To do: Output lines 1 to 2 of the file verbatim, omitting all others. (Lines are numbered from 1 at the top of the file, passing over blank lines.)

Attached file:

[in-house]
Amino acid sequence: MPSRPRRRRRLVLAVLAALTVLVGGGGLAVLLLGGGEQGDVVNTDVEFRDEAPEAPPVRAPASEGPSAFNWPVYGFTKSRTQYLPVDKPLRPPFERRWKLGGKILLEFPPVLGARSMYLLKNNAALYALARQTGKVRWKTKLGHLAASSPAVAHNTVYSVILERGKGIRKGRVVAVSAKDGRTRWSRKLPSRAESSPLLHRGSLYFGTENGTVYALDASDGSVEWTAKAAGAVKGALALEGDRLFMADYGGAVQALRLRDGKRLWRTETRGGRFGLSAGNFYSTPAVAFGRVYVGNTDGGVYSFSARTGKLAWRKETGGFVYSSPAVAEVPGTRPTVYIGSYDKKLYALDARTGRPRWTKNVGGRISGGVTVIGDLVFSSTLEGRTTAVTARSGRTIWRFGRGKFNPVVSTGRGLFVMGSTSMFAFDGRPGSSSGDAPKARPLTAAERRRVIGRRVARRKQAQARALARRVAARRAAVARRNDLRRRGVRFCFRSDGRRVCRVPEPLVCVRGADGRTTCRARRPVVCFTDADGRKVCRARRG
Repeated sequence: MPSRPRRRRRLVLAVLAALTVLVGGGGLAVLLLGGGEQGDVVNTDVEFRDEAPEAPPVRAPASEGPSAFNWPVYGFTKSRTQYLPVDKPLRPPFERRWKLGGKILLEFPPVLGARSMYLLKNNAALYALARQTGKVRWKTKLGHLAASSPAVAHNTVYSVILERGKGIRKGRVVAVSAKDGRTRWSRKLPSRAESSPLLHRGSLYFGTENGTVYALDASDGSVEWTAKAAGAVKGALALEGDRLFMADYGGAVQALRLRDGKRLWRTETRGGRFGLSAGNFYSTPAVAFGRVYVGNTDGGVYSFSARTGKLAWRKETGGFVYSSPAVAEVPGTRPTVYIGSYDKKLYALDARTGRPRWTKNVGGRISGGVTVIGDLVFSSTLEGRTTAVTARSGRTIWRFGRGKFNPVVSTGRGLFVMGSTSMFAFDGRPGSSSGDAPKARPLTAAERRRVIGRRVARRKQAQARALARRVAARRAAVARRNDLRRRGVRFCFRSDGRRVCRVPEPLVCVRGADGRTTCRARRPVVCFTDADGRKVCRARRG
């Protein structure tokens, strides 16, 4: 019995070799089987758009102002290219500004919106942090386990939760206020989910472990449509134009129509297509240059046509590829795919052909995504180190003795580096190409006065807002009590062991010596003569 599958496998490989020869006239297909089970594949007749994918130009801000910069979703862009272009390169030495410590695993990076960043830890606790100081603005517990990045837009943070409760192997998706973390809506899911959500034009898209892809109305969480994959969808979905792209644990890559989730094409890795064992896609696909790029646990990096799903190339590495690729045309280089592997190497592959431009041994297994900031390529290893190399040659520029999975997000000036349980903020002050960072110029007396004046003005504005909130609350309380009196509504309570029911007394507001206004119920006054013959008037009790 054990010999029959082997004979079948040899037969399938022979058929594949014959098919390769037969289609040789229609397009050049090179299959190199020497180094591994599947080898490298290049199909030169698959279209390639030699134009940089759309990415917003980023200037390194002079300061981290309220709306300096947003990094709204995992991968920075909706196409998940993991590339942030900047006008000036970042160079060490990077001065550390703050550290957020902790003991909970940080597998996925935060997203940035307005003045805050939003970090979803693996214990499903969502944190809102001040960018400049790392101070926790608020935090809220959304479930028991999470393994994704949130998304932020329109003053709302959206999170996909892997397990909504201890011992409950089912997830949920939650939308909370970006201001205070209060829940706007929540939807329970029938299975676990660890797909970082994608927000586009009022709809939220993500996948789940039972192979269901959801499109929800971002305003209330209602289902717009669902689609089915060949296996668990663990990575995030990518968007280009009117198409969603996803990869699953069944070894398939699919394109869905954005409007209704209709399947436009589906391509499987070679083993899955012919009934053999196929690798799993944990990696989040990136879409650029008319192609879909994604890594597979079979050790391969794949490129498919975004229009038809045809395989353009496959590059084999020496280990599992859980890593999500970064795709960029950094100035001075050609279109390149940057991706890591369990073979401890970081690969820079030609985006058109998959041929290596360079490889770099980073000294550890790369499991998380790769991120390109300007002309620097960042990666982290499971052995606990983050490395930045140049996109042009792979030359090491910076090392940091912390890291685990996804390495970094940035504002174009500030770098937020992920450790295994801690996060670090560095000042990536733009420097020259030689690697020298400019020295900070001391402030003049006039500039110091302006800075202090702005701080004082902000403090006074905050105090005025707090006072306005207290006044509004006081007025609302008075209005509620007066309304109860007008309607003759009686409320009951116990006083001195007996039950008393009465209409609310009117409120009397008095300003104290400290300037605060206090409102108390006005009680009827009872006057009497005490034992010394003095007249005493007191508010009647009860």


[in-house]
Amino acid sequence: MPSRPRRRRRLVLAVLAALTVLVGGGGLAVLLLGGGEQGDVVNTDVEFRDEAPEAPPVRAPASEGPSAFNWPVYGFTKSRTQYLPVDKPLRPPFERRWKLGGKILLEFPPVLGARSMYLLKNNAALYALARQTGKVRWKTKLGHLAASSPAVAHNTVYSVILERGKGIRKGRVVAVSAKDGRTRWSRKLPSRAESSPLLHRGSLYFGTENGTVYALDASDGSVEWTAKAAGAVKGALALEGDRLFMADYGGAVQALRLRDGKRLWRTETRGGRFGLSAGNFYSTPAVAFGRVYVGNTDGGVYSFSARTGKLAWRKETGGFVYSSPAVAEVPGTRPTVYIGSYDKKLYALDARTGRPRWTKNVGGRISGGVTVIGDLVFSSTLEGRTTAVTARSGRTIWRFGRGKFNPVVSTGRGLFVMGSTSMFAFDGRPGSSSGDAPKARPLTAAERRRVIGRRVARRKQAQARALARRVAARRAAVARRNDLRRRGVRFCFRSDGRRVCRVPEPLVCVRGADGRTTCRARRPVVCFTDADGRKVCRARRG